Three months after NATO's air war broke the Serbs' murderous hold on Kosovo it has become clear that Americans are being drawn toward a global role they tell pollsters and politicians they shun: that of the world's policeman.
The bitter disappointments of the Korean War discredited "police action" as an acceptable label for international intervention. No American president would acknowledge embarking on such an undertaking today. But today's world of fragmented national purposes and massive power imbalances encourages police actions to restore order in the neighborhood.
This should not be a matter of alarm in itself. Quick, effective international police actions that can stop massive murder and mayhem are certainly justified and needed. Kosovo fell into that category.
But there is cause for concern in the strategic incoherence, lack of candor and decline of creative diplomacy surrounding the use of American military firepower abroad for police purposes. These trends are all now evident in the confused aftermath of NATO's brief war in Kosovo.
The NATO powers deliberately set out not to change the political framework in which the Kosovo war started. Like patrolmen on the beat, they applied the force necessary to stop murders in progress and to chase the perps away from the victims.
Like President Bush in Iraq, President Clinton set out not to fight to the finish in Serbia. In the opening days of the conflict, Clinton's national security adviser, Sandy Berger, determinedly told reporters that there would be no Gen. Douglas MacArthur taking charge in Belgrade at the end of the fighting.
It was no longer an American option to defeat, occupy and remake the society of a military opponent, as MacArthur did in Japan, Berger suggested. The limited goals and means Clinton authorized were all that the public would tolerate or that were needed, Berger indicated.
The result is that Clinton now risks emulating Bush in Iraq in another respect: letting his successor and the world inherit the problems of dealing with broken but still defiant totalitarian regimes once denounced by an American president as evil incarnate.
Unfinished war is a distinguishing characteristic of world politics in the 1990s. It is true of Russia, in a different form: Both Bush and Clinton chose to bolster the Kremlin rather than pursue total victory when the Soviet Union collapsed. That choice, like the interventions in Iraq and Serbia, was right. But the policies and diplomacy that have followed do not equal the wisdom of the original decision.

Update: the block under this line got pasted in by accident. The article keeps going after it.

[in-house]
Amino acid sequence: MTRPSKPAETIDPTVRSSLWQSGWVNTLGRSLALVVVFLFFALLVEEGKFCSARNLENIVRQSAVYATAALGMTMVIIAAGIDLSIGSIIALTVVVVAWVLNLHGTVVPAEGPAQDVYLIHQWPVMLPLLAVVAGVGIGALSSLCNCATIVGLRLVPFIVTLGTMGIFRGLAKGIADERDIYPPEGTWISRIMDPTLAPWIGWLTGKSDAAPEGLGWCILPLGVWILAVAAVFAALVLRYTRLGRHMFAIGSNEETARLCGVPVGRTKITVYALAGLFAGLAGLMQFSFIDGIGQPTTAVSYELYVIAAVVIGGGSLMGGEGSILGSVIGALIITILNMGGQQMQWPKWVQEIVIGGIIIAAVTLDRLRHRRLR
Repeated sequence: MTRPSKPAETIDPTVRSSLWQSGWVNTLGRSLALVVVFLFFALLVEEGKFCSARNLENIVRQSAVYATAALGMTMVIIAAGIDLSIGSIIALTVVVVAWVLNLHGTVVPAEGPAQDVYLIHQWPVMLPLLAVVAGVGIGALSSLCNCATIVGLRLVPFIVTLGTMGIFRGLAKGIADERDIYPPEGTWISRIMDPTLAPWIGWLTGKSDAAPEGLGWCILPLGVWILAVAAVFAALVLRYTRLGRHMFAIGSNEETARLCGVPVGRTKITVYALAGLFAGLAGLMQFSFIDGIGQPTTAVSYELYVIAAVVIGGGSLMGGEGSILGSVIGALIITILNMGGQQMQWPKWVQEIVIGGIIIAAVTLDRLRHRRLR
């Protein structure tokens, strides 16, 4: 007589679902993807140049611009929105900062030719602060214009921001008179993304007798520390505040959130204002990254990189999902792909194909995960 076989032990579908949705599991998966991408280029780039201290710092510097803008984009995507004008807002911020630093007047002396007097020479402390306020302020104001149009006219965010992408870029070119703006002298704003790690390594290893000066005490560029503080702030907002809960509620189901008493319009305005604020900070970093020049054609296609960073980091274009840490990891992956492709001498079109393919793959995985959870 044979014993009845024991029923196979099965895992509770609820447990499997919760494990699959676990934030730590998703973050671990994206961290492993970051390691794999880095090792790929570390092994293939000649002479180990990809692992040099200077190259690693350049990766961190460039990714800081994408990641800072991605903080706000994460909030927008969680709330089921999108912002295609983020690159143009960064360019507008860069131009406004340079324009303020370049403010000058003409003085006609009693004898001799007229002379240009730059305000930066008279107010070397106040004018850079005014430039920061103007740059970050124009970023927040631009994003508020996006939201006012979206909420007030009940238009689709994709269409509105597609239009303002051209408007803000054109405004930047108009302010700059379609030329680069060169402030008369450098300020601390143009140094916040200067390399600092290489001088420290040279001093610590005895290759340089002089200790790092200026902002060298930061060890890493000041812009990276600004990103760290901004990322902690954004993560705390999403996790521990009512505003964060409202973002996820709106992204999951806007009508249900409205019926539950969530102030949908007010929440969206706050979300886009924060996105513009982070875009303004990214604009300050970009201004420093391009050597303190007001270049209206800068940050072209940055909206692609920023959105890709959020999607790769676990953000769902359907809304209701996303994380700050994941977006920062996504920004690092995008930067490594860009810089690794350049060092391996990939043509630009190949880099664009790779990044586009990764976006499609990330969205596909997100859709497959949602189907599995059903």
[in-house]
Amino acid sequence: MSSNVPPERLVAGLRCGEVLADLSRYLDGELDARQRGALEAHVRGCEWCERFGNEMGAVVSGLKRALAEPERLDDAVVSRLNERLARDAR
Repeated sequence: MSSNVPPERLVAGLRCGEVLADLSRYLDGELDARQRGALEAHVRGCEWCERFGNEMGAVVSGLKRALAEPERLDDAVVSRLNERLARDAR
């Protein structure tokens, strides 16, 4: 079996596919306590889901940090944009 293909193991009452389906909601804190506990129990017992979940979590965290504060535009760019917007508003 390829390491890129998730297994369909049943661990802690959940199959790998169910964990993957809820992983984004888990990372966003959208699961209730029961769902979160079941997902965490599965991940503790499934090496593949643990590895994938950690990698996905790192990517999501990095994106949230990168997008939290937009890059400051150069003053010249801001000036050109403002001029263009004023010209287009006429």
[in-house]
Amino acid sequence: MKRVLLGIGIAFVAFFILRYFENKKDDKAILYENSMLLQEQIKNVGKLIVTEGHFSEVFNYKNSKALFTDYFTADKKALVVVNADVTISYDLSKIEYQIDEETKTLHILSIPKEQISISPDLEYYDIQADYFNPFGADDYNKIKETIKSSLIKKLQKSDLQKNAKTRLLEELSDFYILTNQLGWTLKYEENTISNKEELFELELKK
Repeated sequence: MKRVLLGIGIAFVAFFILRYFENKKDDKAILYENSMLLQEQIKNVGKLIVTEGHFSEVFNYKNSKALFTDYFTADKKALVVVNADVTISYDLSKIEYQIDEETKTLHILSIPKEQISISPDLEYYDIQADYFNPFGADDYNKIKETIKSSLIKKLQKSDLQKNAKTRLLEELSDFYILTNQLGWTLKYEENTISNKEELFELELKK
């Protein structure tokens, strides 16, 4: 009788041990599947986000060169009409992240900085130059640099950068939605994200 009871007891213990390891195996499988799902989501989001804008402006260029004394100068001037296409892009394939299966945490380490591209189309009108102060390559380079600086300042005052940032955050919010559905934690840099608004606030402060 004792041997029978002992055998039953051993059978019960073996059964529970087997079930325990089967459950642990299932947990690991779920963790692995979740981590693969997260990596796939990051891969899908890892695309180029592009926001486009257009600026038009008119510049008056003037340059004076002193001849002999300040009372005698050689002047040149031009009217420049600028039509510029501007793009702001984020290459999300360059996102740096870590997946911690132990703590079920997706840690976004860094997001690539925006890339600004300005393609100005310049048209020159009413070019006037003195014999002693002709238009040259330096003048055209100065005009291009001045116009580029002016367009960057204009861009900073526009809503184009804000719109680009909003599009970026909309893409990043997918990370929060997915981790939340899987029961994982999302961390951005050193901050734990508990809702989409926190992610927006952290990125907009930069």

The responsibilities and costs of looking after the affairs of a conflict's loser have become too great a risk in the electoral calculus of American politicians. This has led them into messy inconsistencies, the use of economic sanctions to punish populations for not deposing wounded regimes and other compromises inherent in dealing with partially defeated foes. But these options seem politically preferable in a time of shortened national attention spans, when electorates are interested in the pursuit of happiness, comfort and wealth.
Unfinished war and its untidy consequences are easier than taking on the responsibilities of full victory. Western governments use military cops on the beat to keep things quiet -- the repeated U.S. air raids in Iraq, the NATO peacekeepers in Kosovo -- while refusing to address the political framework that created the conflict, in the hope that something will turn up.
NATO governments continue to recognize Slobodan Milosevic's regime as the legal sovereign authority over Kosovo even as they make sure the Yugoslav regime cannot exercise its sovereignty. The United States adopted the same contradictory positions on Saddam Hussein and Kurdistan at the end of the Gulf War and still observes them.
This is a failure of diplomacy as well as imagination. Serbia threatens to harden over this winter into an intractable morass like Iraq unless NATO governments can pressure or induce Milosevic to step aside now. A deal providing him with guarantees against prosecution for war crimes in return for his going into exile and his regime's expiring may become necessary -- given the lack of any MacArthur-type alternative that would bring him to justice.
There is little in the background of George W., the physical son of Bush of Iraq, and Al Gore, the political son of Clinton of Serbia, to suggest that either would do things very differently as the next commander in chief.
Their rivals should draw them out on the use of U.S. forces for international police actions -- the gathering trend in national security that dare not speak its name.